Crime Library: Criminal Minds and Methods

The Neptune Murders

Rampage

At the Neptune parking lot, Cowan slammed down the trunk of his car while he held the assault rifle close to his side. He hugged it with two huge hands as he marched over to the entrance of the Neptune office building. Once inside the hallway, he immediately confronted Joseph Hicks who was still talking to Fred Holmes. Cowan quickly raised the assault rifle to his side and fired a lengthy burst at the men who were too shocked to react. Both fell to the floor dead. Other employees who were in the hallway fled in panic. Within seconds, the first of many phone calls was received by the New Rochelle Police Department from terrified Neptune employees who managed to get to the phones.

Cowan stormed down the hallway toward a large area off to the right, the driver's room. He saw James Green inside and opened fire, hitting him in the back. He was instantly killed. The other drivers ran for their lives. Next, Cowan entered the dispatcher's office, also on the first floor. He held the SACO rifle at the hip and sprayed the room with gunfire. Joseph Russo, 24, was hit in the stomach and chest. He fell mortally wounded. He would survive this day but would die six weeks later from his wounds.

Ronald Cowell, 39, was a Neptune employee who came face to face with the rampaging killer. But he was also a good friend to Cowan. As he tried to escape from the cafeteria, Cowan caught him by the exit door and placed the assault rifle inches from his head. "I had one foot out the door, and I was staring at the muzzle of the rifle he was carrying" he later told the reporters. "I started saying "Please!" and he (Cowan) said: 'Go home and tell my mother not to come down to Neptune.' I didn't look back, I just kept on running!" (McFadden, p. 28 NY Times 2/16/77).

"Where is Norman Bing?" Cowan snarled. "I'm gonna fuckin' blow him away!" he screamed. When Cowan reached the cafeteria where employees were having morning coffee, they were already in a panic. They saw the huge man, wrapped in bandoliers and handguns, bracing himself in a combat stance and firing at random. "It's Cowan! He's gone crazy!" some of them screamed. The cafeteria doors were quickly locked. One witness, Ed Miller, crouching in terror, saw Cowan fire a burst through the front door. Cowan then reached inside to unlock the door and cut his left hand on the shattered glass. The employees locked themselves in various offices and closets to escape from the madman. Cowan fired several bursts into the cafeteria striking the walls and furniture.

Neptune employee Howard Schofiled later told The Standard Star: "People were screaming and everyone was either seeking shelter or bolting out the doors. When I saw bodies on the floor in the office, I ducked under a desk with another worker. We cowered there expecting the worst" (O'Toole, p. A2).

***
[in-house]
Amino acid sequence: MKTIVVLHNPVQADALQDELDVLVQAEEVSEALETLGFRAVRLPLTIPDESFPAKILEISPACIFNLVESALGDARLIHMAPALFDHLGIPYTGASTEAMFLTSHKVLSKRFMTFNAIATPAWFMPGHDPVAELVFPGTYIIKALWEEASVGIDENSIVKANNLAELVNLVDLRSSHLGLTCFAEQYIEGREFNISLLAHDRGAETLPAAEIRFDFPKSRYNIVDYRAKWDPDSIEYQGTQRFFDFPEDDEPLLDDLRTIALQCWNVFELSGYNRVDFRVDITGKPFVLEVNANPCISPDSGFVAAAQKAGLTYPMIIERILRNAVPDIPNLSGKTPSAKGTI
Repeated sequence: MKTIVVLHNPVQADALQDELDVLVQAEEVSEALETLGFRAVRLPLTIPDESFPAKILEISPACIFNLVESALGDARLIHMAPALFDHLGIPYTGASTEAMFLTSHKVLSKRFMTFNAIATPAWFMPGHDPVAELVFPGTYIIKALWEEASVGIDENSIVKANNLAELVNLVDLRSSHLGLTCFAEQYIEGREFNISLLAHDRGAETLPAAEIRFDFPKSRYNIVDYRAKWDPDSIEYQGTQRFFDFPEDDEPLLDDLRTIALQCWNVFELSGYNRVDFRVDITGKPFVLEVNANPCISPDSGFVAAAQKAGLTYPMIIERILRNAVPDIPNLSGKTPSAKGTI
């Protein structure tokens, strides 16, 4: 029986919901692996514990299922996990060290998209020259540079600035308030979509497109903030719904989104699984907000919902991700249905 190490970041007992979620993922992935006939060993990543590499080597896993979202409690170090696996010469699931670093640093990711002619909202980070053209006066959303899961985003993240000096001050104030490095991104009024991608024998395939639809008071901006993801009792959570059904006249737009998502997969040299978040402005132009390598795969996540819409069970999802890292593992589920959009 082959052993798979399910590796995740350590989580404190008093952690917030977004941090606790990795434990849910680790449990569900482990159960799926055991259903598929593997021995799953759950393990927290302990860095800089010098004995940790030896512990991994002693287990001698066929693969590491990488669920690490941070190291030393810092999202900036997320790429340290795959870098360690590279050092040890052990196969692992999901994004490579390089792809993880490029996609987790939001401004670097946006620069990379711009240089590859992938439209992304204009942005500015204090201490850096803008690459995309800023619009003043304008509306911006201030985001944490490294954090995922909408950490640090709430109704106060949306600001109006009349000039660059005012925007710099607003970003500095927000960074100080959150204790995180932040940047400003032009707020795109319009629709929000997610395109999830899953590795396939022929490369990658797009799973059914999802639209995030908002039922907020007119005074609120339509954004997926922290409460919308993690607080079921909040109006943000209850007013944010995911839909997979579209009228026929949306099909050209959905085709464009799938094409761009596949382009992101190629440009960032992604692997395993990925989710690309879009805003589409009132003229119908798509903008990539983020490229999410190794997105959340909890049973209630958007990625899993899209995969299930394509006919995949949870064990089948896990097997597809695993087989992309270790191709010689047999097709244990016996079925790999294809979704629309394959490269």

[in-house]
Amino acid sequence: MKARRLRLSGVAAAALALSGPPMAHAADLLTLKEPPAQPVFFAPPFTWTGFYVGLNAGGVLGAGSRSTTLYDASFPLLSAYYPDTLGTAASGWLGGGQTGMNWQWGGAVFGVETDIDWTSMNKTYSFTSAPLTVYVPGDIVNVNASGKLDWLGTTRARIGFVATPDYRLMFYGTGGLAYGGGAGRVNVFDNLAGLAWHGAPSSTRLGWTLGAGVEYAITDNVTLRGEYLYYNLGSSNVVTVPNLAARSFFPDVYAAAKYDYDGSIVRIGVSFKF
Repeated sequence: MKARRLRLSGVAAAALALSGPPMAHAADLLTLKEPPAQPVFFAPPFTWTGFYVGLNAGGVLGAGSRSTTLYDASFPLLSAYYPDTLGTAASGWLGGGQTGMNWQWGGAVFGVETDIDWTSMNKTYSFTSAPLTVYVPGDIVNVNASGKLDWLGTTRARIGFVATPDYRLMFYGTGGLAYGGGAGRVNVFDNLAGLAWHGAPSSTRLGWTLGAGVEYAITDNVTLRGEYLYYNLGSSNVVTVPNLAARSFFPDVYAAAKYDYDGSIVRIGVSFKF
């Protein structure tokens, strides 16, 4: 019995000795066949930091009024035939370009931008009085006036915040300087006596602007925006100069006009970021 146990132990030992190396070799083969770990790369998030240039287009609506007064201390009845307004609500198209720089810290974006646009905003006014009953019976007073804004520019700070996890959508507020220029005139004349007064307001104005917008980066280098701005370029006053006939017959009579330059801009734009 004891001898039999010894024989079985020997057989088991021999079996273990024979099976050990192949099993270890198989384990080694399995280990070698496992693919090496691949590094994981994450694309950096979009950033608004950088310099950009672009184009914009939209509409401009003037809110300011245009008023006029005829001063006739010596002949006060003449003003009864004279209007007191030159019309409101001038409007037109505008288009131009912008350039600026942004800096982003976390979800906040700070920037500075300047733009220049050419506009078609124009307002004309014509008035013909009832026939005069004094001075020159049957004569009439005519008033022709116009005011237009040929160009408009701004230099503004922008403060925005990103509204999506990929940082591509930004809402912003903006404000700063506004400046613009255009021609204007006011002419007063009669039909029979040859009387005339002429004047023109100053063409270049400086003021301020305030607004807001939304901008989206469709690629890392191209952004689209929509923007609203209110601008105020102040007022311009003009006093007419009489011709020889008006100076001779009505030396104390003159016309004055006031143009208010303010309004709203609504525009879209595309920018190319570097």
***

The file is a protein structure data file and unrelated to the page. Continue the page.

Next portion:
Cursing loudly and screaming for Norman Bing, Cowan continued down the hallway. Near the stairwell, he saw Pariyarathu Varghese running from the area and immediately shot him. Varghese died on the spot. Meanwhile, Norman Bing had already jumped behind a desk and was down on his hands and knees. Lucky for him, Cowan didn't notice. He was busy wrapping his bleeding hand with a rag. Bing, who was Cowan's supervisor, suspended him from his job two weeks before. He had refused an order to move a refrigerator and Bing decided he could not ignore the situation. Cowan was supposed to return on February 11 but didn't show up. As he lay hidden beneath an office desk, Bing could hear Cowan stalking through the hallways, indiscriminately firing the rifle into the walls and offices. "If I hadn't walked out of my office, he would have gotten me. I heard the shots and I knew he was after me, he made that clear" he later said to reporters from the Times (Thomas, p. 28 2/16). But Bing had another reason to worry: he was Jewish. To Cowan, that was enough.

Cowan marched off into the rear portion of the Neptune office building and climbed the empty stairs to the second floor. He proceeded to the north end office of Vice President Richard Kirschenbaum, which was abandoned. He removed two handguns from his holsters and laid them on the VP's desk. The windows of this office, as was the entire Neptune building, were coated with a tinted Mylar composite, which filtered out the sunlight. It worked very well. Although people inside the office could see out, people outside could not see in. Cowan felt safe behind the tinted glass. Although in pain, he straightened his back, mindful of the correct posture of a good Nazi soldier. He tended to his wounds, seething, brooding, scowling at the world with an anger that never left him. A world that never behaved in the way he wanted it to. And for that reason, he blamed the police, the Jews and the blacks.

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